Big Wave Surfing ContestEdit
The oldest and most prestigious big wave contest is the Eddie named after Oahu north shore Hawai'ian lifeguard and surfer Eddie Aikau. The competition window is between December 1 and the last day of February annually.
Another big wave surfing contest hosted by Red Bull is held at Jaws Peahi, with invitation of 21 of the best big wave surfers in the world. The waiting period for the contest is from 7 December to 15 March. Some of the known invitees to the contest include Jeff Rowley, Albee Layer, Greg Long, Shane Dorian, John John Florence, Kala Alexander.
Beginning in 1999, Mavericks has become a premier big wave contest. The first year's results were first place, Darryl Virostko ("Flea"); second place, Richard Schmidt (surfer); third place, Ross Clarke-Jones; and fourth place, Peter Mel.
Beginning in 2014-5, the World Surf League (WSL) has sanctioned the Big Wave World Tour (BWWT). On February 28, 2015, Makua Rothman became the first WSL BWWT Champion with 20,833 points outscoring the runner up, Gabriel Villaran of Peru, by almost 7,000 points.
On November 11, 2016, Paige Alms of Maui was crowned the first women's big wave surfing champion at Jaws on Maui during the Pe'ahi Women's Challenge which was part of the Women's Big Wave Tour #1 held Oct 15 - Nov 11, 2016, at Haiku, Hawaii. This was the first big wave surfing contest ever held for women. The results were in first place Paige Alms (Hawaii), second place Justine Dupont (France), third place Felicity Palmateer (Australia), and tied for fourth place Keala Kennelly (Hawaii), Emily Erickson (Hawaii), and Laura Enever (Australia).
Big Wave Surfing AwardsEdit
Since 2005, the world's best big wave surfers gather in "Surf City" Huntington Beach, California for the annual World Surf League (WSL) Big Wave Awards hosted by surfer Strider Wastlewski. The gala ceremony is currently held at the Pasea Hotel and Spa and nominated surfers are awarded for their greatest rides of the past year and the big wave community is celebrated.
The event raises the bar every year with $350,000 in prize money allotted across seven categories:
- "XXL Biggest Wave"
- "Biggest Paddle Wave"
- "Tube of the Year"
- "Best Overall Performance"
- "Women's Performance"
- "Wipeout Award"
- "Ride of the Year".
Notable big wave surfing spotsEdit
- No Toes, New South Wales, Australia
- Dangerous Banks, Tasmania, Australia
- Pedra Branca, Tasmania, Australia
- Shipstern Bluff, Tasmania, Australia
- Cow Bombie, Western Australia, Australia
- Cyclops, Western Australia, Australia
- Tombstones, Western Australia, Australia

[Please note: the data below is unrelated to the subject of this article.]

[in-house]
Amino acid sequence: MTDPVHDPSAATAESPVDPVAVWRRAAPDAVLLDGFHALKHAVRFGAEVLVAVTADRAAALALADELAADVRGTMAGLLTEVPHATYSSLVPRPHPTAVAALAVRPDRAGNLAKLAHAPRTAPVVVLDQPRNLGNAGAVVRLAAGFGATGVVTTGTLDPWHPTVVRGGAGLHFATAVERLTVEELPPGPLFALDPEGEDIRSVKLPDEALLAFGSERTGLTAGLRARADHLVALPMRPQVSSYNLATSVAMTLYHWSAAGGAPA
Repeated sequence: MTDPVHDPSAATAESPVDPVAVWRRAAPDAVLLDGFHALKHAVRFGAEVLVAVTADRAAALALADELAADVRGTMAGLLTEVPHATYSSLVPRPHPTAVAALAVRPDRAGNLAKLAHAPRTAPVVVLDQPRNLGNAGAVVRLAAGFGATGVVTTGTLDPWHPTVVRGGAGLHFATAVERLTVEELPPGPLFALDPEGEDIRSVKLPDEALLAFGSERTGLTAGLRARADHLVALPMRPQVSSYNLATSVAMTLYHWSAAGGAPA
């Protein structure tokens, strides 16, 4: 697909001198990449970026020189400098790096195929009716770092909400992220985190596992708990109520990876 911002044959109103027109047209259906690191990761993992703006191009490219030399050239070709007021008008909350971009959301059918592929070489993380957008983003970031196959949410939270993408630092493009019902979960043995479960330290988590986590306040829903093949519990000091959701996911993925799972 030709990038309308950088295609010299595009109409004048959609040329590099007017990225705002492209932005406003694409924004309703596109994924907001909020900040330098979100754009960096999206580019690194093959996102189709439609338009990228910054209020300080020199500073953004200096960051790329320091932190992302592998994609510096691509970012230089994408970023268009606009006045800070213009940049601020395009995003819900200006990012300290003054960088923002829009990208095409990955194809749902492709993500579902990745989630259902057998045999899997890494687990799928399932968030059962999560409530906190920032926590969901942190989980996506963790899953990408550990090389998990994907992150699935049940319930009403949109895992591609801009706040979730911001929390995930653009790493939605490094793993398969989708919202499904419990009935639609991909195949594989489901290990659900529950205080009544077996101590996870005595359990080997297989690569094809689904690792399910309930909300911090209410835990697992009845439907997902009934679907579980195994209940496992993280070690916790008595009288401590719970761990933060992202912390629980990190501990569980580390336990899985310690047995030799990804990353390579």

- The Right, Western Australia, Australia
United States (Mainland)Edit
- Cortes Bank, California, United States
- Ghost Trees, California, United States
- Mavericks, California, United States
- The Wedge, California, United States
- Nelscott Reef, Oregon, USA
- Cloudbreak, Fiji
- Jaws/Peahi, Hawaii, United States
- Outside Avalanche, Hawaii, United States
- Phantoms, Hawaii, United States
- Pipeline, Hawaii, United States
- Sunset Beach, Hawaii, United States
- Waimea Bay, Hawaii, United States
- Teahupoo, Tahiti
- Cribbar aka The Widowmaker, Newquay, Cornwall, England
- Belharra, France
- Aileens, Cliffs of Moher, Co. Clare, Ireland
- Mullaghmore, Ireland
- Madeira, Portugal
- Nazaré, Portugal
- Punta Galea between Getxo and Sopelana, Spain
- País Vásco, Aizpurupe, near Zarautz, Gipuzkoa, Spain
Notable big wave surfersEdit
- Laird Hamilton Hawaii
- Kala Alexander Hawaii
- Garrett McNamara Hawaii
- Eddie Aikau Hawaii
- Ken Bradshaw Hawaii
- Jeff Clark USA
- Shane Dorian Hawaii
- Jérémy Florès France
- Mark Foo Singapore
- Greg Noll USA
- Buzzy Trent Hawaii
- Jeff Rowley Australia
- Tom Carroll Australia
- Ross Clarke-Jones Australia
- Jamie O'Brien Hawaii
- Mike Parsons USA
- Bob Pike Australia
- Grant "Twiggy" Baker South Africa
- Dave Kalama Hawaii
- Malik Joyeux Tahiti
- Greg Long USA
- Koby Abberton Australia
- Maya Gabeira Brazil
- Mark Visser Australia
- Jay Moriarity USA
- Peter Mel USA
- Keala Kennelly Hawaii
- Kelly Slater USA
- John John Florence Hawaii
- Ian Walsh Hawaii
- Mark Mathews Australia
- Makua Rothman Hawaii
- Felicity Palmateer Australia
- Will Skudin New York
Big wave surfing moviesEdit
- Distance between Dreams (2016)
- Point Break (2015 remake, fiction)
- View from a Blue Moon (2015)
- Hawaiian: The Legend of Eddie Aikau (2013)
- Storm Surfers 3D (2012)
- Chasing Mavericks (2012, biographical drama film)
- Fighting Fear (2011)
- Waveriders (2008)
- Pipeline (2007)
- Riding Giants (2004)
- Step Into Liquid (2003)
- Die Another Day (2002, fiction)
- Strapped (2002)
- Laird (2002)
- In God's Hands (1998, fiction)
- Point Break (1991, fiction)
- Big Wednesday (1978)
- Ride the Wild Surf (1964, fiction)
- Surfing Hollow Days (1961)